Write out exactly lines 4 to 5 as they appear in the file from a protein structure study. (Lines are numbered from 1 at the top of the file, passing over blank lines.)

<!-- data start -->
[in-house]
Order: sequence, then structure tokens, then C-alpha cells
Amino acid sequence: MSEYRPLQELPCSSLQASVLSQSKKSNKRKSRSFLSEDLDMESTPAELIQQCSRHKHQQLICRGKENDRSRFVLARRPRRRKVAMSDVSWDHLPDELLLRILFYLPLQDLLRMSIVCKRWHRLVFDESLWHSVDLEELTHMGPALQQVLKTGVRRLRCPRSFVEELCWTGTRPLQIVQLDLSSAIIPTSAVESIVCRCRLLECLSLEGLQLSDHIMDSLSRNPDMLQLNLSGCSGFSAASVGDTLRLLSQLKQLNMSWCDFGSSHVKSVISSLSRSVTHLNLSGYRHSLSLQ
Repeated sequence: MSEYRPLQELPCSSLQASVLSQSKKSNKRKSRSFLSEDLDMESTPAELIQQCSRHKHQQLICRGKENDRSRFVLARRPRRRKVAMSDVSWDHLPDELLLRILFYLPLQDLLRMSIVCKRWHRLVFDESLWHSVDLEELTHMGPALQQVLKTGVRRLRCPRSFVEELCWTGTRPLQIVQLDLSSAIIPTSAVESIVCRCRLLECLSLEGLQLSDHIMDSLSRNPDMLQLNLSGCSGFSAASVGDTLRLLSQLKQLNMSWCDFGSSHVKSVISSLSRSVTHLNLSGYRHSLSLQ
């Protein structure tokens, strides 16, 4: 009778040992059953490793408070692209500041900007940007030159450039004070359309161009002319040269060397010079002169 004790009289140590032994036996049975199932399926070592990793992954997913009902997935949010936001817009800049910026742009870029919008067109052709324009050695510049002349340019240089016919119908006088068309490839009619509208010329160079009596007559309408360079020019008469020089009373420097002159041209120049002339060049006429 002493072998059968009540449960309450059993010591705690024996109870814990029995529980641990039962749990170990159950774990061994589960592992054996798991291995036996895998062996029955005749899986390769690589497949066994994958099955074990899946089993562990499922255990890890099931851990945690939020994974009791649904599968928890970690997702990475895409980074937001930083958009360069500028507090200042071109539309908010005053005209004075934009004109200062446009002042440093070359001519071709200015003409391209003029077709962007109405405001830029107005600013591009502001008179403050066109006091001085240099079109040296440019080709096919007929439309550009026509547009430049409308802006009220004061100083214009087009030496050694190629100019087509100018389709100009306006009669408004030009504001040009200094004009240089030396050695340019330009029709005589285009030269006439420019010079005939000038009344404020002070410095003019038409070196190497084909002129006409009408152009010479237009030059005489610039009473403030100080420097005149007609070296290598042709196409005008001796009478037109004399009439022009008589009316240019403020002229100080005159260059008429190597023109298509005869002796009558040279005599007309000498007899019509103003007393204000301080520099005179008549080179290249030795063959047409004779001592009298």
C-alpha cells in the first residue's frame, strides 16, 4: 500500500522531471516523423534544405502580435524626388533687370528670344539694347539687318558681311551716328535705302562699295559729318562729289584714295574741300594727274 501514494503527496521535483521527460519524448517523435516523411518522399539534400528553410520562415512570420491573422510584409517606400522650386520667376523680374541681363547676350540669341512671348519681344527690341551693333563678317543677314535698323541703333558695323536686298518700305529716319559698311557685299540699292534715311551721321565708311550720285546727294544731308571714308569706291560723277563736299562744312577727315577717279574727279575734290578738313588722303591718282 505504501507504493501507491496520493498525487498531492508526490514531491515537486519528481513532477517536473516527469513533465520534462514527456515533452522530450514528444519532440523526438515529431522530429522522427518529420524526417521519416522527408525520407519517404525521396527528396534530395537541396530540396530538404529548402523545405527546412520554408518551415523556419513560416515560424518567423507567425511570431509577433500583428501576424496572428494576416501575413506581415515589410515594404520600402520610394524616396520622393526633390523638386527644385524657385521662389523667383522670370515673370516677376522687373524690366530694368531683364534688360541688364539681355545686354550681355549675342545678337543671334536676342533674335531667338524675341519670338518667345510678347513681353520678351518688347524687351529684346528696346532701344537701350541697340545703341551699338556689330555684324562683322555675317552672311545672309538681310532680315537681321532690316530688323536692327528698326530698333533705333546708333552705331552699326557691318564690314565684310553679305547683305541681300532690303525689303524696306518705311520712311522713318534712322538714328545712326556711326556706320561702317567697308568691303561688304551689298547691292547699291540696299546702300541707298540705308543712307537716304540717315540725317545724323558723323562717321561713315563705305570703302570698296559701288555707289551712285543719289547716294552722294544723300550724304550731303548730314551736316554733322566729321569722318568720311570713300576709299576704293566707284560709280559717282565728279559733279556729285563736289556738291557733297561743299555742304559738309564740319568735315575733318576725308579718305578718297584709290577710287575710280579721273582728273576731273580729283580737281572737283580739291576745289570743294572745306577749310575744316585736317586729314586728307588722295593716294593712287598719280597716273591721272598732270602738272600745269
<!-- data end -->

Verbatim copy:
Repeated sequence: MSEYRPLQELPCSSLQASVLSQSKKSNKRKSRSFLSEDLDMESTPAELIQQCSRHKHQQLICRGKENDRSRFVLARRPRRRKVAMSDVSWDHLPDELLLRILFYLPLQDLLRMSIVCKRWHRLVFDESLWHSVDLEELTHMGPALQQVLKTGVRRLRCPRSFVEELCWTGTRPLQIVQLDLSSAIIPTSAVESIVCRCRLLECLSLEGLQLSDHIMDSLSRNPDMLQLNLSGCSGFSAASVGDTLRLLSQLKQLNMSWCDFGSSHVKSVISSLSRSVTHLNLSGYRHSLSLQ
């Protein structure tokens, strides 16, 4: 009778040992059953490793408070692209500041900007940007030159450039004070359309161009002319040269060397010079002169 004790009289140590032994036996049975199932399926070592990793992954997913009902997935949010936001817009800049910026742009870029919008067109052709324009050695510049002349340019240089016919119908006088068309490839009619509208010329160079009596007559309408360079020019008469020089009373420097002159041209120049002339060049006429 002493072998059968009540449960309450059993010591705690024996109870814990029995529980641990039962749990170990159950774990061994589960592992054996798991291995036996895998062996029955005749899986390769690589497949066994994958099955074990899946089993562990499922255990890890099931851990945690939020994974009791649904599968928890970690997702990475895409980074937001930083958009360069500028507090200042071109539309908010005053005209004075934009004109200062446009002042440093070359001519071709200015003409391209003029077709962007109405405001830029107005600013591009502001008179403050066109006091001085240099079109040296440019080709096919007929439309550009026509547009430049409308802006009220004061100083214009087009030496050694190629100019087509100018389709100009306006009669408004030009504001040009200094004009240089030396050695340019330009029709005589285009030269006439420019010079005939000038009344404020002070410095003019038409070196190497084909002129006409009408152009010479237009030059005489610039009473403030100080420097005149007609070296290598042709196409005008001796009478037109004399009439022009008589009316240019403020002229100080005159260059008429190597023109298509005869002796009558040279005599007309000498007899019509103003007393204000301080520099005179008549080179290249030795063959047409004779001592009298």